The trade association for the industry’s largest companies recommends relying on vendor declarations.
If governments are going to insist on using certification schemes—like the Defense Department’s new Cybersecurity Maturity Model Certification program—in efforts to improve cybersecurity, they should at least consider technology vendors’ own assessments, the Information Technology Industry Council said in new policy principles.
“Governments should consider alternatives to certification, such as supplier’s declaration of conformity/vendor attestation,” reads the policy recommendation released Tuesday.
The suggestion is among six items the group offered for governments’ consideration, amid the Defense Department’s high-profile rejection of “self-attestation” in developing its CMMC program.
ITI Senior Vice President for Policy and Senior Counsel John Miller said the guidance is meant for a global audience, and highlighted the traction certification schemes have had not just within the U.S. and the European Union but also in countries like Brazil and India.
“Cybersecurity certification is not a comprehensive, one-size-fits-all solution, nor should it be considered a solution of first resort,” the document reads. “Nonetheless, if governments choose to set regulations to mandate certification schemes even after recognizing the limitations of certification, we recommend they follow six key considerations.”
ITI argues that certification programs only reflect a specific point-in-time, and that the vendors themselves are in a better position to determine whether the most up to date protections are in place. The group also notes the importance of training and education for improving cybersecurity.
The other five recommendations in the document are that governments “leverage the expertise of public and private stakeholders and ensure transparency; take a risk-based approach and clearly define the scope of certification schemes; reference international standards and best practices as the technical basis to avoid technical trade barriers; recognize supplier/vendor assessments, avoid localized testing, and leverage mutual recognition schemes; and adopt fair enforcement.”
The concept of cybersecurity certification by independent third parties emerged as stakeholders observed that product manufacturers, in the rush to market their products, are not necessarily incentivized to prioritize cybersecurity in their development. Consumer groups and lawmakers such as Sen. Edward Markey, D-Mass., pushed for features such as labels that people could use to determine if a product or service had incorporated some basic measures to ensure security.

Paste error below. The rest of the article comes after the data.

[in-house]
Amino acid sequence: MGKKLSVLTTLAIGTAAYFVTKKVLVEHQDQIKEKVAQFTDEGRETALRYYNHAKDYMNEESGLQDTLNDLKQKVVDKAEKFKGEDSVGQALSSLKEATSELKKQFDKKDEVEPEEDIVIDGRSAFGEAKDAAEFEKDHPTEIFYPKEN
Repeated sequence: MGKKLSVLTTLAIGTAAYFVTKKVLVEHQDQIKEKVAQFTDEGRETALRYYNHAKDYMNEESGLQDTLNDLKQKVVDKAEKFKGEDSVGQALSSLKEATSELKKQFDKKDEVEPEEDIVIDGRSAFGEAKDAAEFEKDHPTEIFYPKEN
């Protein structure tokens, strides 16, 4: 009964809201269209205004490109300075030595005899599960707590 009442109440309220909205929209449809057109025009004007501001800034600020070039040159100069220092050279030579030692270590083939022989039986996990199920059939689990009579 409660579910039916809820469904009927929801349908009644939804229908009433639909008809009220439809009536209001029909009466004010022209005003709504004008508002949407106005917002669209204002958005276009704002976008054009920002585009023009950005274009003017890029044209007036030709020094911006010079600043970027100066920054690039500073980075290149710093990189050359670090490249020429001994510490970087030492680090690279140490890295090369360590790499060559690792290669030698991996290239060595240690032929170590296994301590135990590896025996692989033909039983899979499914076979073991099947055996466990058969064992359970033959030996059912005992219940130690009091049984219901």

Miller told Nextgov, “Our principles do not suggest there is not a role for cybersecurity certification, particularly in cases where products, services or processes may require a high level of security assurance such as critical infrastructure. However, even in such cases certification should not be mandated as the only option to demonstrate security, particularly where alternative means of attestation, such as supplier’s declaration of conformity and vendor attestation, exist that are underpinned by international standards and enable companies of all sizes to more rapidly deploy tools to address cybersecurity challenges.”
For the DOD, vendor attestations didn’t cut it. Too much sensitive information was still being pilfered from contractor-controlled systems, and the DOD’s Katie Arrington has said if suppliers were already attesting to required standards, then certification shouldn’t be such a hard lift for them anyway.
If other sectors and governments follow their lead, ITI argues, the result could be fewer or pricier gadgets.
“Certification can be costly, and resources are finite,” the document says. “Thus, requiring cybersecurity certification could result in undesirable trade-offs, a main one might be stifling innovation. The monetary tradeoff could preclude some suppliers/vendors from bringing products to market, negatively limiting consumer’s/business’ choices.”